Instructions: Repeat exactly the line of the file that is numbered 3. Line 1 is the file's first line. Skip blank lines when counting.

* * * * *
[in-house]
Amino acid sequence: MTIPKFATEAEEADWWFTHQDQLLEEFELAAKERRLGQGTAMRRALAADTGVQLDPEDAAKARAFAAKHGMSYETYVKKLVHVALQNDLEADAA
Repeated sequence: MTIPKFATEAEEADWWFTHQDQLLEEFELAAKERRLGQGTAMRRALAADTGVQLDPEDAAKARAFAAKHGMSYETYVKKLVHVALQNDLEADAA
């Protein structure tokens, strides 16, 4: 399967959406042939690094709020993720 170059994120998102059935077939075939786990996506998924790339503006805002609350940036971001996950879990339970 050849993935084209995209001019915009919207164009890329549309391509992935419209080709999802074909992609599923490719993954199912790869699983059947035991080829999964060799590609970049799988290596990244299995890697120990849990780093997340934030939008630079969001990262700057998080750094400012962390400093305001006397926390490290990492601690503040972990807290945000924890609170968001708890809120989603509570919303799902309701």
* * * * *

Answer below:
Repeated sequence: MTIPKFATEAEEADWWFTHQDQLLEEFELAAKERRLGQGTAMRRALAADTGVQLDPEDAAKARAFAAKHGMSYETYVKKLVHVALQNDLEADAA